How do other illnesses affect seizure disorders?

Seizure disorders, also known as epilepsy, can be caused by other illnesses that affect the brain. For example, Alzheimer's disease, strokes, brain tumors, and heart attacks have all been known to cause epilepsy. Illnesses that restrict the flow of oxygen to the brain can lead to epilepsy. For example, older adults are particularly at risk for epilepsy if they have cerebrovascular disease, which involves decreased blood flow to the brain. Metabolic disorders, such as problems with blood sugar or kidney or liver failure, can cause epilepsy. Infectious diseases that affect the brain can also cause epilepsy. These include:

  • meningitis;
  • viral encephalitis;
  • rabies;
  • syphilis;
  • AIDS;
  • malaria;
  • toxoplasmosis; and
  • tetanus.

Other illnesses that have found to cause epilepsy include hydrocephalus (a buildup of fluid in the brain), celiac disease (a wheat gluten intolerance), and parasitic infections of the brain.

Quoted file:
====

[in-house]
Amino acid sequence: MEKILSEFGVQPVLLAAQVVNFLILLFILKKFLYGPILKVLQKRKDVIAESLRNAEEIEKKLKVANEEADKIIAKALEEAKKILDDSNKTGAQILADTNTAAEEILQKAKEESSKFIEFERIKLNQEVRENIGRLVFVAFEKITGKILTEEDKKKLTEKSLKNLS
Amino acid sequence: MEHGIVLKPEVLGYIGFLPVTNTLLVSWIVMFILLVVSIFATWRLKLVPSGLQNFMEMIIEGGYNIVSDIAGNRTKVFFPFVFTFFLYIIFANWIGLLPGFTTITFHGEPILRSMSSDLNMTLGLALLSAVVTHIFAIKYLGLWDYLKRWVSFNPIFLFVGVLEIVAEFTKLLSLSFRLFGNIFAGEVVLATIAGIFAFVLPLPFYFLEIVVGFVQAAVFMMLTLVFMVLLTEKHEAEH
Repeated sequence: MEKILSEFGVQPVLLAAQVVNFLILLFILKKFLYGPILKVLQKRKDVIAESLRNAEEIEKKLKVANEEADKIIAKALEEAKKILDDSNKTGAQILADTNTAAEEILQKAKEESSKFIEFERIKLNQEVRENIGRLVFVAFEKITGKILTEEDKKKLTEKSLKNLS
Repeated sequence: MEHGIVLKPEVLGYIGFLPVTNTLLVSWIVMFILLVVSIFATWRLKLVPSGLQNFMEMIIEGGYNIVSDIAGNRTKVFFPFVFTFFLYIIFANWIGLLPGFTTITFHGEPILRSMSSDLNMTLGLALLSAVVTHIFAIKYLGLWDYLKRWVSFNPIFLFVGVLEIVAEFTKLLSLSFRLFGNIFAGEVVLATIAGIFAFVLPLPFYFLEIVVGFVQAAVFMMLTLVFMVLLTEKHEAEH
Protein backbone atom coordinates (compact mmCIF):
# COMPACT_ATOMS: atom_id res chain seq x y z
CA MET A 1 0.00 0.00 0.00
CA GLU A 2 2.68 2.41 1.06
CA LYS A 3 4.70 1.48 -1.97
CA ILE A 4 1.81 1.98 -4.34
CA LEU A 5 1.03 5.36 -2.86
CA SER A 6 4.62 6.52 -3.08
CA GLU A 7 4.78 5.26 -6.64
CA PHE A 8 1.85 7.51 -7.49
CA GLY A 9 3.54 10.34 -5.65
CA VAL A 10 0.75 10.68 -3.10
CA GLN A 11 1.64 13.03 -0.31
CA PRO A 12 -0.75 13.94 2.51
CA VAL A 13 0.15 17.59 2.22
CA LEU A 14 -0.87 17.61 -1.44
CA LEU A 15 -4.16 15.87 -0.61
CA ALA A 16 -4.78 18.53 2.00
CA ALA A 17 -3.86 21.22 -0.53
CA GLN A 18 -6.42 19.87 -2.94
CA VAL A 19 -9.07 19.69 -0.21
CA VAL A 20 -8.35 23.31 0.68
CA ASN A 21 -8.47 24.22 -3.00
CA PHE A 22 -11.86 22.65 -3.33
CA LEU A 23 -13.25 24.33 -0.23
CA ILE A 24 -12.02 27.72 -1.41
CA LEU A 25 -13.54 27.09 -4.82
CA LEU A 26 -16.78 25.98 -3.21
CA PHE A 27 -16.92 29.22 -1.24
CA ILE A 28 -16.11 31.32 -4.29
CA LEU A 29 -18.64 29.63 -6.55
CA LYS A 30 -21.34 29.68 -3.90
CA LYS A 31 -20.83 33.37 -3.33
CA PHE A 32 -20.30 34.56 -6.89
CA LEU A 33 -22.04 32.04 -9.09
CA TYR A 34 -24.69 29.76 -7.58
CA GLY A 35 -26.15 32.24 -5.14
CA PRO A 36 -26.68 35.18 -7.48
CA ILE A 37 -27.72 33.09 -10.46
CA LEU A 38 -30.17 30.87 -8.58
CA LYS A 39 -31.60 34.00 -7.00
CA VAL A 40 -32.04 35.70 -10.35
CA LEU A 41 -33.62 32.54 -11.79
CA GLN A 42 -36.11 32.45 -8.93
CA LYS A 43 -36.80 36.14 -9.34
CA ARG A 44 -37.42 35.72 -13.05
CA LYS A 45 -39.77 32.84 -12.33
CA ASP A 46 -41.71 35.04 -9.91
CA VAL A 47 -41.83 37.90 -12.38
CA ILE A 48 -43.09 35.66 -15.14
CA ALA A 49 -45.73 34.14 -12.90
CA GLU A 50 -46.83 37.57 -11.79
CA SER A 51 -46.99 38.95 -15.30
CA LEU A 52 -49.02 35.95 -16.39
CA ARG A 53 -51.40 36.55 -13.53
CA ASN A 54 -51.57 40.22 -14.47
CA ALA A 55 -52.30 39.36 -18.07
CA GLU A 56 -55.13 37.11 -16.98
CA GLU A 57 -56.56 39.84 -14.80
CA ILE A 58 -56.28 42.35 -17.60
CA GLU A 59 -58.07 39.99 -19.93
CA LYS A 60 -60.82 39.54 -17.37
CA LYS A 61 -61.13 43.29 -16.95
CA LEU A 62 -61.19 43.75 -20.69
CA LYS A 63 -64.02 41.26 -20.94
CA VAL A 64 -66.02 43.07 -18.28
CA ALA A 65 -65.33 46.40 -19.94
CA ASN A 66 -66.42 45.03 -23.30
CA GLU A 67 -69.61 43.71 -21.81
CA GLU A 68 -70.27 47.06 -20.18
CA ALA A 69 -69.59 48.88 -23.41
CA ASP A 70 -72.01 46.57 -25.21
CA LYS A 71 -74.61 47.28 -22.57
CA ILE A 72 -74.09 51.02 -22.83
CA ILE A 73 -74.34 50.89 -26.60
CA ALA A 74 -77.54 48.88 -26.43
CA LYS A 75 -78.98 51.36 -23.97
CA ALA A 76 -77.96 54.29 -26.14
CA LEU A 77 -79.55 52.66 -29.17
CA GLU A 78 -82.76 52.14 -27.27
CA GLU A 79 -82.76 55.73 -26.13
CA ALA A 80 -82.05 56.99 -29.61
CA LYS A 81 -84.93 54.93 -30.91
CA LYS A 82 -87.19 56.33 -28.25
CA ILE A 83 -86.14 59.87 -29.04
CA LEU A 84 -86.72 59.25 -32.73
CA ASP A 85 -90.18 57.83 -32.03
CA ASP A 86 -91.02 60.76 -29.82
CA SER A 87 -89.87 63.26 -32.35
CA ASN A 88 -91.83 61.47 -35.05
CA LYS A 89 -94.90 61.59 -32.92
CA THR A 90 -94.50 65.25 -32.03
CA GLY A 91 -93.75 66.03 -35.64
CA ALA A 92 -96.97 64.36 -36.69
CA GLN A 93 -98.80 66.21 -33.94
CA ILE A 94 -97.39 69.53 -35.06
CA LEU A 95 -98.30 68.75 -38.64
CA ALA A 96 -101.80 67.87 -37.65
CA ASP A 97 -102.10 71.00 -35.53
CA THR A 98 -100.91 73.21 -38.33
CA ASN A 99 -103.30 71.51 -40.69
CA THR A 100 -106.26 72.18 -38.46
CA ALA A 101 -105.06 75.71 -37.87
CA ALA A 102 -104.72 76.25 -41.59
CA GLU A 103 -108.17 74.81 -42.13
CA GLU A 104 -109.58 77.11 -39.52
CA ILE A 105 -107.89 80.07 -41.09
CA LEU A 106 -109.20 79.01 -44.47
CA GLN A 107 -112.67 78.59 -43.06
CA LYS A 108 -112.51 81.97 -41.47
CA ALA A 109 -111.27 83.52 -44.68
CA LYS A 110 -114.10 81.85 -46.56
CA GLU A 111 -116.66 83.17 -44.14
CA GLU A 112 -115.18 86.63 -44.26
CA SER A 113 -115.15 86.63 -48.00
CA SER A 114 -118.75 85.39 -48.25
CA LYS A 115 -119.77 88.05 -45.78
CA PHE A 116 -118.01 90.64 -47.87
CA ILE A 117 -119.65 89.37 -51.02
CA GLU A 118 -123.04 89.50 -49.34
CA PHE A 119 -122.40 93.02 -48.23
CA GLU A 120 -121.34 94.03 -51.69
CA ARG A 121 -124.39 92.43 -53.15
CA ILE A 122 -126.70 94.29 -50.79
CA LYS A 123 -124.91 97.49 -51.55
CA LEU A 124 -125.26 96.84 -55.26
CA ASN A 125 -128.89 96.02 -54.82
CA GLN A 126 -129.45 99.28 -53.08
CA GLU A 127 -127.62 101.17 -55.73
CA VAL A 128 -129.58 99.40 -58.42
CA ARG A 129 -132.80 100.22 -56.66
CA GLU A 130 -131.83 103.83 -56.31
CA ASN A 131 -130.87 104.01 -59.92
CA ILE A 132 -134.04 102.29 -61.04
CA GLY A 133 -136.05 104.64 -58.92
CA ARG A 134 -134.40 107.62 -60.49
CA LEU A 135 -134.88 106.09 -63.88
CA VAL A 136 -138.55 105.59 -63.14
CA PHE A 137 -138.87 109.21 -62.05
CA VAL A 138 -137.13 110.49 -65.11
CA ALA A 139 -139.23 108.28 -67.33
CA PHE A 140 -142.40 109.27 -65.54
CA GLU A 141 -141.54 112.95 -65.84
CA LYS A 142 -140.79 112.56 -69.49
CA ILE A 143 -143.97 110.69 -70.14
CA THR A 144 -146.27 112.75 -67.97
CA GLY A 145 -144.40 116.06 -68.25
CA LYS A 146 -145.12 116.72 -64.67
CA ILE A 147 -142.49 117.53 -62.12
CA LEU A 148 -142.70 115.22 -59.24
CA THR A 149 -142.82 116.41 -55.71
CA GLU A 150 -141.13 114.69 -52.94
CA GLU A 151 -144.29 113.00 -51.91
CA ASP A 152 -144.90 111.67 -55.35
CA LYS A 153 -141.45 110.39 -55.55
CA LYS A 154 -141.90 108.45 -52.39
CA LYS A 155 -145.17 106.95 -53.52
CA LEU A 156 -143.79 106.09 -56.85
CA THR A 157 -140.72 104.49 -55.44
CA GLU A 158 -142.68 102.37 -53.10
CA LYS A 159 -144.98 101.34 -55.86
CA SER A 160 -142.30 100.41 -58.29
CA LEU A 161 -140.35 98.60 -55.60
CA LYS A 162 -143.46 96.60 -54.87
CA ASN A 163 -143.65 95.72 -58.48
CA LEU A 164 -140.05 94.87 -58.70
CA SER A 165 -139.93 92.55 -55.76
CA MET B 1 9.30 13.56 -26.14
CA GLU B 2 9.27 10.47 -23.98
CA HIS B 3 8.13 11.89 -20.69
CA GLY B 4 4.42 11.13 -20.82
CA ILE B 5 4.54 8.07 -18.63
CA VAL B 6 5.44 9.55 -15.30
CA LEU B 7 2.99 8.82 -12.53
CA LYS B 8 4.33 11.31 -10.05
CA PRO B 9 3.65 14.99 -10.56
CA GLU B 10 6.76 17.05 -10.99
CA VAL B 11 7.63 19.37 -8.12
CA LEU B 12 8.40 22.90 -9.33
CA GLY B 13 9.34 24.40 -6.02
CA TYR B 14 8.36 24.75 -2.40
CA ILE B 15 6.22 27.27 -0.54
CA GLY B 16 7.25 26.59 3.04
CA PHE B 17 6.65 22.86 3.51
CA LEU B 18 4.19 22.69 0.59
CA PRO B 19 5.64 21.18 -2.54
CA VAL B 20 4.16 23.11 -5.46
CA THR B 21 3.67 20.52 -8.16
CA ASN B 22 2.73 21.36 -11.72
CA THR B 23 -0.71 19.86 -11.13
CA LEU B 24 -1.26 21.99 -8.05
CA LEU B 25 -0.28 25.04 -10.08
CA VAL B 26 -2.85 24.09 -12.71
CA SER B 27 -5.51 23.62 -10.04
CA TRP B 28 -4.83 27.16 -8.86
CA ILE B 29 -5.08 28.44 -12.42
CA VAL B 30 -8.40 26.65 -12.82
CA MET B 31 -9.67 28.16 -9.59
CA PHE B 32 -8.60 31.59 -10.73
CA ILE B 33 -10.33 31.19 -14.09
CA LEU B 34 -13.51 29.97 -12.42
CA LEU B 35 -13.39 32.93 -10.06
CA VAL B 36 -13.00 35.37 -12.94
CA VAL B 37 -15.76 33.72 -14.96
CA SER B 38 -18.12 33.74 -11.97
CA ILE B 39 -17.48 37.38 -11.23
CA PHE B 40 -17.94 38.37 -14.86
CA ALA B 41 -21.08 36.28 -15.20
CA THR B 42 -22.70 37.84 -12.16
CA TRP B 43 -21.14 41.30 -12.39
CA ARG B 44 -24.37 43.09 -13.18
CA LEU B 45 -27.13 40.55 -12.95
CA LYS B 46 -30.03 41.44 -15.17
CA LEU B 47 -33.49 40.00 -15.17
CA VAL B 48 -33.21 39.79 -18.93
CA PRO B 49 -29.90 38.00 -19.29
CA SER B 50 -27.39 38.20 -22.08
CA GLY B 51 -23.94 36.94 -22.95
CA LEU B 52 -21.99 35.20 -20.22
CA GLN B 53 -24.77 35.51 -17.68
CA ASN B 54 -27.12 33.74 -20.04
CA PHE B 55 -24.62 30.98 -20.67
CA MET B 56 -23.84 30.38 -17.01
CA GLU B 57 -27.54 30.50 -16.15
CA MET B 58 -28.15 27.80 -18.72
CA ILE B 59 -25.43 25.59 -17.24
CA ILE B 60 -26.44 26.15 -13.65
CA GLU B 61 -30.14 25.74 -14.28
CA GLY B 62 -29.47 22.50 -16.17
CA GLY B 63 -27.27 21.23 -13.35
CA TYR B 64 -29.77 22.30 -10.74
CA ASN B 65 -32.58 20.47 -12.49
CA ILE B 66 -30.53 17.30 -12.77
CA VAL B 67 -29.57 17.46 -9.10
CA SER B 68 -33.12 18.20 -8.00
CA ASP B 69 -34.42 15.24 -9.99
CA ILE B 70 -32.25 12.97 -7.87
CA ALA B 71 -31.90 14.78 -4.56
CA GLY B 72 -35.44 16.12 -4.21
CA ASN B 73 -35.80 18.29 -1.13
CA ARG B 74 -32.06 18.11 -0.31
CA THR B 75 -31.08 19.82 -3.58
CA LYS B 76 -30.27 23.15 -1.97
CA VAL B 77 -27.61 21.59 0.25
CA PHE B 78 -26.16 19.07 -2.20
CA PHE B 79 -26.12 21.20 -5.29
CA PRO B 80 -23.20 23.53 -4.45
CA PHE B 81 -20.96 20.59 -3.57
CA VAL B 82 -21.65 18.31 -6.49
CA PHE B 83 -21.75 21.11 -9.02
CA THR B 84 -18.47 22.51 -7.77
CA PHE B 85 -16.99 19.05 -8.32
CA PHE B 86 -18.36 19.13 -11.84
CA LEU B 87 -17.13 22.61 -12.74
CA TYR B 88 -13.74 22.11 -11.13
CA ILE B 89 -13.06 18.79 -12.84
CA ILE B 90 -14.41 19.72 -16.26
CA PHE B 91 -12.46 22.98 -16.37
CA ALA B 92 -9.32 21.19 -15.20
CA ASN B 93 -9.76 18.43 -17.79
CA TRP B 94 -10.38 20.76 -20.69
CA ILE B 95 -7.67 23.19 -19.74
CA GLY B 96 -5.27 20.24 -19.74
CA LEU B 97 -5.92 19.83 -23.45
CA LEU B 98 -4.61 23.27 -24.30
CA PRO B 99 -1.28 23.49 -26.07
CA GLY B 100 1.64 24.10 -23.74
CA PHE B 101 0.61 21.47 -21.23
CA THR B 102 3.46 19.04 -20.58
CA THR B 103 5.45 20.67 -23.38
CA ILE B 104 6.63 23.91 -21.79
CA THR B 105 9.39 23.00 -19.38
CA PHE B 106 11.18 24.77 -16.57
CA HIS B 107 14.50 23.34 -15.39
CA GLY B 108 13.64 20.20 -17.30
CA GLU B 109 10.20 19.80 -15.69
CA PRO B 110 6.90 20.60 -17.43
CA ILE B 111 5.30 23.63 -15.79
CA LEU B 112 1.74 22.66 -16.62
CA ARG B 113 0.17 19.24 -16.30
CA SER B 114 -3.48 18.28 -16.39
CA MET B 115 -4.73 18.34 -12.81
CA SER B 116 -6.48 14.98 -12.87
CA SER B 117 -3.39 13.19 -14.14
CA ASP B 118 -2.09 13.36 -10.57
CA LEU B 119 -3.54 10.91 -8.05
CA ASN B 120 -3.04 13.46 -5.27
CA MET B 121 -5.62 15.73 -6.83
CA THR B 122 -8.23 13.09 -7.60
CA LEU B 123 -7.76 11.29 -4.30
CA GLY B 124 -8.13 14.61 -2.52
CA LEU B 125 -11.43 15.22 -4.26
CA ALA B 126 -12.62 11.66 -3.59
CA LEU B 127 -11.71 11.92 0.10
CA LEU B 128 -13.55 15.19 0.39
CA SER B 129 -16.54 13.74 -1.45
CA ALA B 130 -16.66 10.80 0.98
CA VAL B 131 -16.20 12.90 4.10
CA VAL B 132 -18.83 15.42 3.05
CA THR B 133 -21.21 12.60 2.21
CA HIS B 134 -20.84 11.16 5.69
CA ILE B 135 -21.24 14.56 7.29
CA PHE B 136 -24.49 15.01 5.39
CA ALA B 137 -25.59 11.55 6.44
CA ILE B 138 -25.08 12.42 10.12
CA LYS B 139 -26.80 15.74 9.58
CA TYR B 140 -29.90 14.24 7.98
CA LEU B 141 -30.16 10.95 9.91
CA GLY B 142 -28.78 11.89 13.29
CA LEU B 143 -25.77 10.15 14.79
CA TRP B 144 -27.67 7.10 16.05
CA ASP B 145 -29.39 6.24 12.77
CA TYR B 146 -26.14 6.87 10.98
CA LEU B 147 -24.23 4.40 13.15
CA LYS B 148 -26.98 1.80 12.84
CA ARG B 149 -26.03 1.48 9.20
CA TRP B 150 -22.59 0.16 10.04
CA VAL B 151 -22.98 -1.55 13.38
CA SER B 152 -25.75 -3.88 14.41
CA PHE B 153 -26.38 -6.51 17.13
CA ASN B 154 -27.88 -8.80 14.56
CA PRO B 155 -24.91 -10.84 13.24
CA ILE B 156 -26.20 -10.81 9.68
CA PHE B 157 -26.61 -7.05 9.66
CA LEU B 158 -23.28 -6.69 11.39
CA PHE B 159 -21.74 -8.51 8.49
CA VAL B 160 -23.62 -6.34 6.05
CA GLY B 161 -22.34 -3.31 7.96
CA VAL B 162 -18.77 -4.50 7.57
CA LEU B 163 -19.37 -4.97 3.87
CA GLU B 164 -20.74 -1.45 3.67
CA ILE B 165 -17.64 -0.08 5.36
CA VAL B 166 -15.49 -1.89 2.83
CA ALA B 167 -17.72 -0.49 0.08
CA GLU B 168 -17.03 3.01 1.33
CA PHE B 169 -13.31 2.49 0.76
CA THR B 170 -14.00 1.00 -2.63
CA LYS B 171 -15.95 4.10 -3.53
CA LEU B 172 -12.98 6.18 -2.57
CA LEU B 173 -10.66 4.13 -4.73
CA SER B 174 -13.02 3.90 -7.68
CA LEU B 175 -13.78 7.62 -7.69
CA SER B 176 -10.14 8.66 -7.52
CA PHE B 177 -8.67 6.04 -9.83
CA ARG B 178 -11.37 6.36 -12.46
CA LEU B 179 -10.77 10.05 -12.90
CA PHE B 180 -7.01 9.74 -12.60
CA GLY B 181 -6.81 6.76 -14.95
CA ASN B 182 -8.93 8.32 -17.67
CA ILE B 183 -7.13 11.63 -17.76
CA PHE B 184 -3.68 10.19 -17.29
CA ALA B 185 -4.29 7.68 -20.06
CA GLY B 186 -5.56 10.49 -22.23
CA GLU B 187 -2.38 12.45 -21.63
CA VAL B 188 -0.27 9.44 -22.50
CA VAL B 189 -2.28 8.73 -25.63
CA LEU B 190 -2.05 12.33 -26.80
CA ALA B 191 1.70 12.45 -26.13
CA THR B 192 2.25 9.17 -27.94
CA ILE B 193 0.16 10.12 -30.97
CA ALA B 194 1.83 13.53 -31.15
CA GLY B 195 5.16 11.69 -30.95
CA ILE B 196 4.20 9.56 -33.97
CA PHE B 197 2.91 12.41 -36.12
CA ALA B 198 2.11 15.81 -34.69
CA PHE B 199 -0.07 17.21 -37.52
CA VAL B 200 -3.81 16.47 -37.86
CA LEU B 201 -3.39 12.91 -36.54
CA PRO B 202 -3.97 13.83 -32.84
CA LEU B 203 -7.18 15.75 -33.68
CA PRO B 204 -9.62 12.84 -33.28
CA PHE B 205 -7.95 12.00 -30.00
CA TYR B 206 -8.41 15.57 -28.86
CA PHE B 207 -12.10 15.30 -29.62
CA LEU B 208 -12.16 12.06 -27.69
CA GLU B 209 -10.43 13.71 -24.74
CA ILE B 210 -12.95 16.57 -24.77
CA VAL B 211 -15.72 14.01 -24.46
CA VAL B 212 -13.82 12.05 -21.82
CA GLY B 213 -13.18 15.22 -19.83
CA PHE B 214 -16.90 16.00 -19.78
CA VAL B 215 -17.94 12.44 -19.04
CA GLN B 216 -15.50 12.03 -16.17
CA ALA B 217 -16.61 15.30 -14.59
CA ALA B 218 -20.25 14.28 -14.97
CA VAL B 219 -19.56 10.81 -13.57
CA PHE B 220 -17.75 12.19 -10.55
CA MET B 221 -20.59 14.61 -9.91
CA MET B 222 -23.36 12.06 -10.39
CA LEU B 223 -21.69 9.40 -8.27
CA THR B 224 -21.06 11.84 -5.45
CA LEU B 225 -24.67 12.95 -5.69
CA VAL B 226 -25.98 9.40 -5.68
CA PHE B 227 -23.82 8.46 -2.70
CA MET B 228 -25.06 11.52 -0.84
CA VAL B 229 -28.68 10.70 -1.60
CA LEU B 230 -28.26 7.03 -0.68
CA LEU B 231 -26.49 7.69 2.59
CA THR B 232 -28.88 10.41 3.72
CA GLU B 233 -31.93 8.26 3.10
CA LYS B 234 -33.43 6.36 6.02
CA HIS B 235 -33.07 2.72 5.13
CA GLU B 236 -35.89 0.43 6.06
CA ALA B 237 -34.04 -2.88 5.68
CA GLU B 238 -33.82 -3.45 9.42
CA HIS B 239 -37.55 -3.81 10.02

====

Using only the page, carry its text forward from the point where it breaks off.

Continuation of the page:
In people who are born with birth defects or developmental disorders, such as cerebral palsy, epilepsy may be one symptom of their disorder.

Concurrent infections such as an upper respiratory infection or urinary tract infection can lower seizure threshold making it more likely for a patient with epilepsy to have a breakthrough seizure. Also antibiotics used to treat infections can make it more likely for one to have a seizure. Fluoroquinolones being the most notorious for lowering seizure threshold. In addition other medications used to treat depression, head colds or muscle spasms can cause also make seizures more likely. Renal and liver failure will affect which anti-seizure medication might be used and change the dose.

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Important: This content reflects information from various individuals and organizations and may offer alternative or opposing points of view. It should not be used for medical advice, diagnosis or treatment. As always, you should consult with your healthcare provider about your specific health needs.